About the Project

From as early as the 1960's, several studies have been carried out which focus on the impact of development and the changing ecological conditions of Kingston Harbour. Many proposals have been presented for remedial actions and the sustainable management and rehabilitation of the Harbour. However, little progress has been made towards the execution of plans to address the deteriorating conditions.

In February 2022, The Ocean Cleanup in collaboration with The GraceKennedy Foundation (GKF), and Clean Harbours Jamaica (CHJ) Limited, implemented a pilot project to prevent solid waste from flowing into Kingston Harbour. Waste-trapping technology will be installed at the mouths of 11 gullies that feed into the Harbour. This effort is expected to eventually extract an estimated 900 metric tons of waste a year.

Debris trapped by the technology is removed by The Ocean Cleanup’s small barge, known as the Interceptor™ Tender, and transported to an offloading site for sorting and disposal.

Beach cleanups and other outreach activities support this work by raising awareness about the pollution problem facing the Harbour.

The initial funding for The Kingston Harbour Cleanup Project is provided by the The Benioff Ocean Science Laboratory.

Our Mission

Although many activities are carried out in the Harbour in its present deteriorating state, there is evidence to suggest that a clean, rehabilitated Harbour would significantly enhance and increase the benefits to the country.10
This will lead to improvements in the quality of marine life, biodiversity, the rejuvenation of mangrove forests as well as the survival and growth of the surrounding communities.
The mission of the Kingston Harbour Cleanup Project is to reduce the pollution of the Harbour, thereby encouraging and facilitating sustainable investment and helping to rid the world’s oceans of plastics.

10  M. Webber, W. Henry, T. Christian. Clean Kingston Harbour: Pipe Dream or Pot of Gold?. GraceKennedy Foundation. 2019.

Cleaning Kingston Harbour

The Kingston Harbour is connected to the entire city of Kingston by means of its complex drainage network. The project is focused on eleven major drainage canals, known locally as gullies, that feed into the Harbour. These gullies were designed to rapidly remove storm water and prevent flooding, however, they have now become a major source of pollution and degradation of the Harbour.11 Together these gullies emit an estimated 947,000 kg of plastic into the Caribbean Sea every year.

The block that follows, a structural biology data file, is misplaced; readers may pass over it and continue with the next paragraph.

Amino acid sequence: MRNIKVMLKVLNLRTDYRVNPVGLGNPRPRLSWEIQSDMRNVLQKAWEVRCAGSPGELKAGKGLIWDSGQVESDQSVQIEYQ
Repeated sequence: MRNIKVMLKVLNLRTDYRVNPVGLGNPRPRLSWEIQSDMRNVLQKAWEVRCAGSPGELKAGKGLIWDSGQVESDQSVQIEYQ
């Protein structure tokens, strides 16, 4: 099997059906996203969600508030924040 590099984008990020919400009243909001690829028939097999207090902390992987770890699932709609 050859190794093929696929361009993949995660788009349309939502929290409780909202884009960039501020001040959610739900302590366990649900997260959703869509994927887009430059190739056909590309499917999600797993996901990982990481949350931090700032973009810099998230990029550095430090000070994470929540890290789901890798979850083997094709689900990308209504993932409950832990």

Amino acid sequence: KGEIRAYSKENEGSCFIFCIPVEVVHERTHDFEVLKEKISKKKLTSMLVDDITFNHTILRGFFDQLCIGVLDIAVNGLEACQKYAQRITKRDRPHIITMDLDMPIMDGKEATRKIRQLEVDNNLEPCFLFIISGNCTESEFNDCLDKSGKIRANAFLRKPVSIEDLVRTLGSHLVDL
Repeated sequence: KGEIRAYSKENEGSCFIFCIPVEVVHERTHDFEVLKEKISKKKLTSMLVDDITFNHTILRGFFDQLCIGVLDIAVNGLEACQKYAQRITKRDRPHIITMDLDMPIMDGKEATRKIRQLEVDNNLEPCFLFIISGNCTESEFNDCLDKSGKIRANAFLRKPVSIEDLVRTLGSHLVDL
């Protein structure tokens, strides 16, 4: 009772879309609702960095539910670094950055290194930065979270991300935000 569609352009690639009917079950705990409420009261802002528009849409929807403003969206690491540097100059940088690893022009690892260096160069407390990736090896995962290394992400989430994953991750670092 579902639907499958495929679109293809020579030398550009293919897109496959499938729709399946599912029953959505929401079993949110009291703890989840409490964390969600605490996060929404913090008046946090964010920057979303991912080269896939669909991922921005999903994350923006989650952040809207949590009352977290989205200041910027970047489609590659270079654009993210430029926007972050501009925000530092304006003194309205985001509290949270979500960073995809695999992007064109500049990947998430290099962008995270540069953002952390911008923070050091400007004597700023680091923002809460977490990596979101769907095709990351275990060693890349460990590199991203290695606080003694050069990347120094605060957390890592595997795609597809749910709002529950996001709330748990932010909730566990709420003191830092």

Seven Interceptors have now been deployed in Kingston, completing the first phase of the project. In 2024, additional Interceptors will arrive in Kingston, this time focusing on Hunts Bay, and all aimed at enabling the transformation of the city’s waterways while reducing plastic emissions into the Caribbean Sea.

11 https://theoceancleanup.com/updates/expanding-the-interceptor-family/


Interceptor 014 was deployed at Shoemaker Gully in late 2023.


Interceptor 013 was deployed at Mountain View Gully in late 2023.


D’Aguilar Gully is situated in the eastern part of Kingston and flows through the urban area, eventually emptying into the Kingston Harbour next to the KHCP's Offloading Site. An Interceptor 012 was deployed at D’Aguilar Gully in July 2023.


Tivoli Gardens, a community located in West Kingston, is known for its vibrant culture and for producing many influential figures in Jamaican music and sports.

Interceptor 011 was deployed at Tivoli Gully in late 2021 and has intercepted a significant amount trash to date.


Located adjacent to the Rae Town fishing village, one of the major fishing villages within the Harbour, waste in Rae Town Gully flushes into the Harbour, washes up onto beaches and negatively affects fishing and recreational activities. Interceptor 008 was deployed at Rae Town Gully in early 2022.


Interceptor 010 was deployed at Barnes Gully in early 2022. Barnes Gully is one of the largest of the gullies within the pilot, with a 30-metre-wide opening. It also has one of the largest feeder areas (approximately 6.48km) of the gullies that flow into the Harbour.13 In addition to municipal waste, malodorous raw sewage from broken pipes has been known to flow through the gully.14

13 M. Webber, W. Henry, T. Christian. Clean Kingston Harbour: Pipe Dream or Pot of Gold?. GraceKennedy Foundation. 2019.

14 https://theoceancleanup.com/updates/expanding-the-interceptor-family/


The Kingston Pen gully is located adjacent to the Port Authority of Jamaica. At eight metres wide, Kingston Pen is one of the smallest of the gullies in the pilot. During rainfall, waste flows down this gully and instantly backwashes onto the adjacent beach. 12

12 https://theoceancleanup.com/updates/expanding-the-interceptor-family/


Want to become a volunteer?
GraceKennedy Foundation frequently hosts beach cleanup at critical sections of the Kingston Harbour. Follow GraceKennedy Foundation’s Eventbrite page to register and stay informed about the date and location of the next cleanup.

Become a Volunteer


Click below for a few resources to help you learn more about Kingston Harbour and the Kingston Harbour Cleanup Project.

Support Our Mission

Join us on our mission to reduce the pollution of Kingston Harbour.
Contact us for more information on how to participate.

Contact Us